Jessica Martinez has been running a Facebook fan page called Dallas Music for close to two years. She's kept it simple and reliable, posting local music content and gigs, and she's let her fandom for our artists shine through, something reflected in her some 2,600 followers. They've covered hundreds of shows, and her organization has done music booking for several community events, including PARK(ing) Day Dallas, Cedars Food Park, Deep Ellum Outdoor Market and Uptown's Art Uprising, and produced two Deep Dallas Studio Sessions with The Roomsounds and The Will Callers.
Recently, she left her job to start focusing on this project full-time, and start constructing her own website version of that fan page, called Deep Dallas.
Was there something profound that happened in your life that ignited your motivation for this? The music scene found me at a time when I really needed a friend. I was just out of a serious relationship and found myself alone and lonely. Vowing to never let that happen again, I made it my mission to expand my circle of friends, start going to new places and doing new things. LaGrange, so sad they are closed, used to host a weekly open mic and I started going there every Tuesday night. They had a great sound system and it drew quite some talent. I just stumbled upon it on a bike ride one day and literally fell in love. I met so many amazing people and always left feeling so happy. Man, I was hooked. Aside from me and a few friends, there weren't many people in attendance. I started asking questions like, "Why am I the only person coming out week after week?" More people needed to know about this. Basically, I got mad.
So, you decided to do something about it. I know a thing or two about online marketing and social media, having worked for an e-commerce company for several years. So naturally my marketing brain kicked in. I did some research and realized there really wasn't anyone connecting the dots and bringing music to the people, and vice versa, in an effective way. So I made it my mission to be that person. I started the best way I know how: using social media, networking and going to a ton of shows.
Twenty-six hundred followers later, I'd say you've done a decent job! How long have you been at it? I started the page in April of 2011. I'm so happy at how well it's been received. Twenty-six hundred subscribers kinda blows my mind... and it's growing everyday. All grass-roots. I needed that vote of confidence. It adds fuel to my fire, keeps me going and let's me know that people are interested in being part of our local music community. It's a labor of love. It's my baby. And, like a baby, it needs constant attention. It's an unbelievable amount of work but I believe in it. Its core mission is to draw more attention to DFW's burgeoning music scene.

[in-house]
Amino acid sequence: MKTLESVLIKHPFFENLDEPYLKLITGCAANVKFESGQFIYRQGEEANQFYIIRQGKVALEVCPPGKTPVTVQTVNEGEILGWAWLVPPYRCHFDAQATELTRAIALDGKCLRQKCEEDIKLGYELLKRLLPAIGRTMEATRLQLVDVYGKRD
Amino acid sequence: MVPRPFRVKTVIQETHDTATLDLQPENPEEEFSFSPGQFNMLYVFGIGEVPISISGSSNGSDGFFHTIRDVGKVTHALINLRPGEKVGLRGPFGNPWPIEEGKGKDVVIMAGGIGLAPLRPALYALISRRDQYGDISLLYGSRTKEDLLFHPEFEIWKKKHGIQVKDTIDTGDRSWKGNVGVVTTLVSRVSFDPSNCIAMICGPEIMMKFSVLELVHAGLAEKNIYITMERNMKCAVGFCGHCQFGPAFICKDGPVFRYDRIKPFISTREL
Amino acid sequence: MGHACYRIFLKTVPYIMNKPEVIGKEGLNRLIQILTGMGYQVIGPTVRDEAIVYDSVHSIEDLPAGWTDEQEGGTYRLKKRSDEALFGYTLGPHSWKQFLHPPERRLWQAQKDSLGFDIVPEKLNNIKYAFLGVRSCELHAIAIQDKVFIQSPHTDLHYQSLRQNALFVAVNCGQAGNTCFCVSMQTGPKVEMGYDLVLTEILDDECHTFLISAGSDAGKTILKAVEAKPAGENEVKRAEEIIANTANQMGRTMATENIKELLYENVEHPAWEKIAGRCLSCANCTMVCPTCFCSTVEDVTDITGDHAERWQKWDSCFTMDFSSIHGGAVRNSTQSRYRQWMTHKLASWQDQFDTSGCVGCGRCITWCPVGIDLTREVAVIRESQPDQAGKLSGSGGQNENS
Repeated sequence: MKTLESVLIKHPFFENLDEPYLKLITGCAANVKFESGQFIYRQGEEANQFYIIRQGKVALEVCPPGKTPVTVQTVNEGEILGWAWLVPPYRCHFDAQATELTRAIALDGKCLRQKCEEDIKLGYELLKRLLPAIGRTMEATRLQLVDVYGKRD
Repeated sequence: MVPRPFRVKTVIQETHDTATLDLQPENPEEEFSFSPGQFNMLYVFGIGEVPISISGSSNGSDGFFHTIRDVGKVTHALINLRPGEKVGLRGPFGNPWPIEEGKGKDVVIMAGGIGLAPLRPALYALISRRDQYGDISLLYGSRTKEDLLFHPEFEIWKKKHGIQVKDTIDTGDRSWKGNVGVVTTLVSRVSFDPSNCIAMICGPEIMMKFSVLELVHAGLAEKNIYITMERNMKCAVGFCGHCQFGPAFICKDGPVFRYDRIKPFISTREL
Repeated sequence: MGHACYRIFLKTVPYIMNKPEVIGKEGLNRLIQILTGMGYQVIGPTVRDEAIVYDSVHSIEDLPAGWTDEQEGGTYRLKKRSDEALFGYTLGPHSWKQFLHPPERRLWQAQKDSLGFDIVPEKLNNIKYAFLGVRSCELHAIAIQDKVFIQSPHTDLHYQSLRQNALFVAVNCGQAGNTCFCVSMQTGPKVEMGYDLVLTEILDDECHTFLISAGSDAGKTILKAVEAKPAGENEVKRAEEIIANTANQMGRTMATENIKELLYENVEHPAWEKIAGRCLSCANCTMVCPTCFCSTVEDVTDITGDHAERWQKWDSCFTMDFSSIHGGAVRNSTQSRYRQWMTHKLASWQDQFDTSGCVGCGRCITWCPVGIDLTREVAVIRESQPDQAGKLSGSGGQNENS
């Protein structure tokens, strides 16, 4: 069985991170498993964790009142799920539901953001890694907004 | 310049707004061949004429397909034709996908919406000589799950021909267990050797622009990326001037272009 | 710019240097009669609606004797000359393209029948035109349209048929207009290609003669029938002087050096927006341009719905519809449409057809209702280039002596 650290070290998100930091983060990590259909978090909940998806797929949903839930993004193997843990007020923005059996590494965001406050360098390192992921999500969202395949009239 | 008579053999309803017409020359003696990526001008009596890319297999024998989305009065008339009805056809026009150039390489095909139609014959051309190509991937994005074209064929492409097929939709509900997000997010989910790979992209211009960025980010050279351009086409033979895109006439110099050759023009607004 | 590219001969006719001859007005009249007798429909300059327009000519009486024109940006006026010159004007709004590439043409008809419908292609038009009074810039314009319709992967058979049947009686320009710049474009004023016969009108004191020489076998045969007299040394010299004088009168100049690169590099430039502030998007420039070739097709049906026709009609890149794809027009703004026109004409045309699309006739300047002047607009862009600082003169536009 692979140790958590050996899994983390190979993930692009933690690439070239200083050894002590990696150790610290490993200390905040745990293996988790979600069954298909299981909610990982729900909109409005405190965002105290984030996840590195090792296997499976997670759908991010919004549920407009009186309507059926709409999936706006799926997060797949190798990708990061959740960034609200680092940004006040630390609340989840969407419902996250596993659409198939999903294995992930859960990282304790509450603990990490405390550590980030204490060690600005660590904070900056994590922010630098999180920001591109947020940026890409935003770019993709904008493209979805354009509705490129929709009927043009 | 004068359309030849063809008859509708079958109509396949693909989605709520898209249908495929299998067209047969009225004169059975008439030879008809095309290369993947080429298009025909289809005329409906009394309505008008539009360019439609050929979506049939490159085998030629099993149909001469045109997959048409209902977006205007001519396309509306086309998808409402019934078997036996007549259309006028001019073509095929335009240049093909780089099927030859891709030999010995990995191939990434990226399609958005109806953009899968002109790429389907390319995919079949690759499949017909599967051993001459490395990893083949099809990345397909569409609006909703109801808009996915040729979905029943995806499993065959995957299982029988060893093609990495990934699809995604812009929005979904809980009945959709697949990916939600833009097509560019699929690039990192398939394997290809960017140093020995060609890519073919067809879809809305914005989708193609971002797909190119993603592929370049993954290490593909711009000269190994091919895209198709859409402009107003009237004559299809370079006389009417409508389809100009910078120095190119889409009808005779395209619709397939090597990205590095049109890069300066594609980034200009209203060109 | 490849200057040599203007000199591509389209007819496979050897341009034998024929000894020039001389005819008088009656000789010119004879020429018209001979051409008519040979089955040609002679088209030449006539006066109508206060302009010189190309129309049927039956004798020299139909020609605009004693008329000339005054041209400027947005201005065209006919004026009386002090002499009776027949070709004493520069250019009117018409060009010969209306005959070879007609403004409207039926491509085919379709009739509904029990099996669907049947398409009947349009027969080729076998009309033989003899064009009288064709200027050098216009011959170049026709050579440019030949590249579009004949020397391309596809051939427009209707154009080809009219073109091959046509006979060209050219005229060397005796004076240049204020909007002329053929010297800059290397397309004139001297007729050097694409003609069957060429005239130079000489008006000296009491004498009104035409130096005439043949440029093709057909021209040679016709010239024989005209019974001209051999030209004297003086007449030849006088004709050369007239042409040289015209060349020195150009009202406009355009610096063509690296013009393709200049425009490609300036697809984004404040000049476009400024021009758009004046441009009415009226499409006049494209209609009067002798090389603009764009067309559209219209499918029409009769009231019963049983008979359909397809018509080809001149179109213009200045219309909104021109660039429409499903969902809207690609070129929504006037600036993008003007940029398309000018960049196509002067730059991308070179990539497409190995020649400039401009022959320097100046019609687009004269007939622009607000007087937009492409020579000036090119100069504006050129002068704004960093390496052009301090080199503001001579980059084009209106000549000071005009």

You've done a lot of photo coverage of local shows, especially at Dada. I was lucky to find a brilliant photographer, Jenna Banuelos, very early on and began creating a really strong team and we set out to document the Dallas music scene. We've since covered hundreds and hundreds of shows. We have the photography to prove it; our collection is quite impressive. I still can't believe how many shows we've covered. We have a good relationship with the folks at Club Dada and we've put on a few showcases featuring some amazing local acts that drew quite an impressive number of people.
Where did your true interest in music begin as a youth? A song, a show, an album, maybe? Oh, wow. I've always loved music. "Music is what feelings sound like." I love that quote. It's so true. I pretty much love anything that makes me feel, from music to scary movies. I like to be freaked out too.
Favorite local acts? Can't nail down one favorite. I'm a fan of tons of local acts including Missile, Sealion, Goodnight Ned, Blackstone Rangers, Burning Hotels, The Roomsounds. Way too many to list.
How about some other locally-supportive organizations/people that you'd like to rave about? I love Dallas. I want to support anyone working towards making Dallas a more vibrant city. PARK(ing) Day Dallas is very near and dear to my heart. It's a yearly community-focused event that challenges the definition of public space. DEEP, Deep Ellum Enrichment Project, is another organization I support because Deep Ellum plays such an important part in Dallas' music scene. A healthy Deep Ellum means a healthy music scene.
What's next? I've recently left my job to focus on Deep Dallas full time. This is a pretty scary jump for me, considering there's not much of a safety net. I'm currently developing an online magazine, DeepDallas.com, which will allow us to dig even deeper and provide top-notch articles, photography, videos, interviews and more. People need places to go to discover music. It's not easy and I want to help.